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NEA sets $66 million in grants

The L.A. Philharmonic and the S.F. Symphony are among the many recipients in California.

May 13, 2003|Christopher Reynolds | Times Staff Writer

The National Endowment for the Arts, working with slightly more money than it had in 2002, today will detail most of its grants for the year, a $66-million batch of contributions to arts organizations nationwide.

The program includes such new efforts as development of a public television series, "The Music Show," to feature conductor Michael Tilson Thomas and the San Francisco Symphony, which is to receive $200,000 in NEA funds.

Among other California grants:

The Los Angeles Philharmonic will receive $90,000 to help pay for commissioned works by composers John Adams, Tan Dun, Liza Lim, Magnus Lindberg, Esa-Pekka Salonen and Steven Stucky.

The Santa Monica-based American Film Foundation will receive $45,000 toward production of a documentary film on playwright Tony Kushner. The San Francisco-based Independent Television Service Inc. will receive $100,000 to support "Independent Lens," a public television series of dramatic, animated and documentary works by independent filmmakers.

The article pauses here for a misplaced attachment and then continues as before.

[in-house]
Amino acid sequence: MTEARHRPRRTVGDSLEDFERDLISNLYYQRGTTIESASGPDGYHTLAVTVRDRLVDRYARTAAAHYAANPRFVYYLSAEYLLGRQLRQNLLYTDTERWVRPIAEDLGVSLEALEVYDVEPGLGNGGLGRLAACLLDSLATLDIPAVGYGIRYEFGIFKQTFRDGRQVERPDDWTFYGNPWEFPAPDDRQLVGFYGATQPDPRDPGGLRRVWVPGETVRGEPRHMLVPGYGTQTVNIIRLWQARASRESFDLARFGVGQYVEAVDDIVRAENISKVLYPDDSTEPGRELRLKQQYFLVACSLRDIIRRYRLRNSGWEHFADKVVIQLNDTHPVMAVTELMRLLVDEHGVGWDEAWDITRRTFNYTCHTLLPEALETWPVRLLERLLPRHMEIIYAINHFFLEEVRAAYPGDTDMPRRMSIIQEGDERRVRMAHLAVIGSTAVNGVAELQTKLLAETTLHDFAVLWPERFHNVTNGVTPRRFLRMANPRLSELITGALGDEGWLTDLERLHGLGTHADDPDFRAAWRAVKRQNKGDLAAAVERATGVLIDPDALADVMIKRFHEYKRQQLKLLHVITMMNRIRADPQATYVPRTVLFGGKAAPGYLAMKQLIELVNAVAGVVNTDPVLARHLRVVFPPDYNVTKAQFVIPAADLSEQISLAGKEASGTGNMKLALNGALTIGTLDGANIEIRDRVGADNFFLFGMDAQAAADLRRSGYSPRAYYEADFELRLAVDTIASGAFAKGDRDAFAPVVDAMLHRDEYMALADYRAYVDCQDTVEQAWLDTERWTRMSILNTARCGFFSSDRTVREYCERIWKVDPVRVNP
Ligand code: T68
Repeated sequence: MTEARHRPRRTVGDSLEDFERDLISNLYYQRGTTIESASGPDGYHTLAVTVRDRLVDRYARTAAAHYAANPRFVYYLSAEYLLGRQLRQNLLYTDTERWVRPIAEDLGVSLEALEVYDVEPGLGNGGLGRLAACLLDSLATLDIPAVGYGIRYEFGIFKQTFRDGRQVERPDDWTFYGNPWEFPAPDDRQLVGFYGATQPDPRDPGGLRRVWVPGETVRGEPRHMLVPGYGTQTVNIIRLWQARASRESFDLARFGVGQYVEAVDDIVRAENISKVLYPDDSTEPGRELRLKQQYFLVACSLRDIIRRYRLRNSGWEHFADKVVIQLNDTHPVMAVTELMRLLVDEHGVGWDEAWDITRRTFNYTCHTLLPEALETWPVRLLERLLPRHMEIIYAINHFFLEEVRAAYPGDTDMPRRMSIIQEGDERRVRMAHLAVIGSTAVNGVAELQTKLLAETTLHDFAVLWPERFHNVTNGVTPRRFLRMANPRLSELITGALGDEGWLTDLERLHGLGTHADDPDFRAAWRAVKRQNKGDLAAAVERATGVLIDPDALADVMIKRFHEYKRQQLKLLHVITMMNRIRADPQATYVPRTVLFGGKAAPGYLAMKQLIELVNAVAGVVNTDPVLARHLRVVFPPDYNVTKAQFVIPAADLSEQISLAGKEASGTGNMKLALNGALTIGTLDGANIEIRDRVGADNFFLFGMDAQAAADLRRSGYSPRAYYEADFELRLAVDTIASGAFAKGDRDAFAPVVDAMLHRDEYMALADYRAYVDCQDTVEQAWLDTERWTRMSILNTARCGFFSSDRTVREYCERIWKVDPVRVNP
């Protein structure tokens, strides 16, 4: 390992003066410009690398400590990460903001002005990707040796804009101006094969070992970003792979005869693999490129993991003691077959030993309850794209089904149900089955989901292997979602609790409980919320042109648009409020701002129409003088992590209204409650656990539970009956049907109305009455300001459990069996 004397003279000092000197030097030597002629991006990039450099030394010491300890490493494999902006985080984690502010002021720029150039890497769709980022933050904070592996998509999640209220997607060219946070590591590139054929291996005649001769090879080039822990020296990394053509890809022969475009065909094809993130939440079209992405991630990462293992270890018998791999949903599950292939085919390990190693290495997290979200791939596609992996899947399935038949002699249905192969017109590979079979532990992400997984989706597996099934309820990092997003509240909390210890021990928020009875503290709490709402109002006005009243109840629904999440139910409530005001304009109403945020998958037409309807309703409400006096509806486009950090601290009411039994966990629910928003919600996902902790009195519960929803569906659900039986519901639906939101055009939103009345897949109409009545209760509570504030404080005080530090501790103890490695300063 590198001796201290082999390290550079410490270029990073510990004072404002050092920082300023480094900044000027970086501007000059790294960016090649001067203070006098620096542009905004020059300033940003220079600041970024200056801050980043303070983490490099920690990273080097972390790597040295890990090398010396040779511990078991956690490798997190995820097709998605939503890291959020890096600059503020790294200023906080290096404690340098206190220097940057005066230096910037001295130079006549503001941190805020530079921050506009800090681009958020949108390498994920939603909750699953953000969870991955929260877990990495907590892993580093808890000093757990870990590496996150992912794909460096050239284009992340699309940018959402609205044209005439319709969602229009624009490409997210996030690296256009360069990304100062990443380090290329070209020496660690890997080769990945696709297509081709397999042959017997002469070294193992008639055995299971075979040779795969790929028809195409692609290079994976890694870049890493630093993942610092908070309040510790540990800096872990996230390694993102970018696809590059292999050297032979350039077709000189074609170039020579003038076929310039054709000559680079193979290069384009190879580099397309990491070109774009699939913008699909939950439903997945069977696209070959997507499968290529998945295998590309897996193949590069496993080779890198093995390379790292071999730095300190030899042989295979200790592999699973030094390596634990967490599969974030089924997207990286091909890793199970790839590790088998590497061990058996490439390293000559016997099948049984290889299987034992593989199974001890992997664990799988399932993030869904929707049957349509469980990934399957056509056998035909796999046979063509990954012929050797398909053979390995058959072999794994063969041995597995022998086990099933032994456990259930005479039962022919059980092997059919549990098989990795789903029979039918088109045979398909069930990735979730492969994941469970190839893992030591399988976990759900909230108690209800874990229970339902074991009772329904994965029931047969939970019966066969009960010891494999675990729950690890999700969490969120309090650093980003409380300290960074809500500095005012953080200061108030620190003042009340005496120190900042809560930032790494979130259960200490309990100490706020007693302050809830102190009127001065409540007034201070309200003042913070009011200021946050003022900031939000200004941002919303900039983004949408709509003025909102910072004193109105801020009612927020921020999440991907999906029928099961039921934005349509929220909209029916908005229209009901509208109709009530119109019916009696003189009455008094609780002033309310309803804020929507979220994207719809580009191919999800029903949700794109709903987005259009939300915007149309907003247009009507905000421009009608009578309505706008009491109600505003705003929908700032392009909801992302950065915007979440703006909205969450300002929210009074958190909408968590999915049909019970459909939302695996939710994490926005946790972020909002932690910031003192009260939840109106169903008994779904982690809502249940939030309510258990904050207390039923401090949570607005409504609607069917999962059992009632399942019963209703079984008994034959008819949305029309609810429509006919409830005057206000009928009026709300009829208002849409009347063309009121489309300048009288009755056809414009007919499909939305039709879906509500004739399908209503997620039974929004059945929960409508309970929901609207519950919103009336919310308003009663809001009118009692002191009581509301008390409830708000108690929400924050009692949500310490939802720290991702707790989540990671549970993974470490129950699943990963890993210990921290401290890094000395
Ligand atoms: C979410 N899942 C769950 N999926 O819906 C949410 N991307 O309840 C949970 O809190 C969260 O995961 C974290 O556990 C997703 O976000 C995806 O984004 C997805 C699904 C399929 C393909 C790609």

Venice-based L.A. Theatre Works will receive $40,000 for "The Play's the Thing," a weekly radio theater series (intended for public stations nationwide) that will include up to 17 new radio plays, recorded before audiences in Washington, D.C., and Los Angeles. The Los Angeles County Arts Commission will receive $42,000 to support an arts-marketing workshop and a small-grants program.

Fresno-based Radio Bilingue Inc. will get $46,000 to support a mariachi festival.

Overall, the 903 grants announced this week make up most of the agency's $115.7 million budget for the year. That marks a slight uptick from the fiscal year that ended Sept. 30, 2002, during which the NEA's budget amounted to $115.2 million. In the incomplete skirmishing over spending in the 2004 fiscal year, President Bush has asked Congress to give the NEA $117.5 million.

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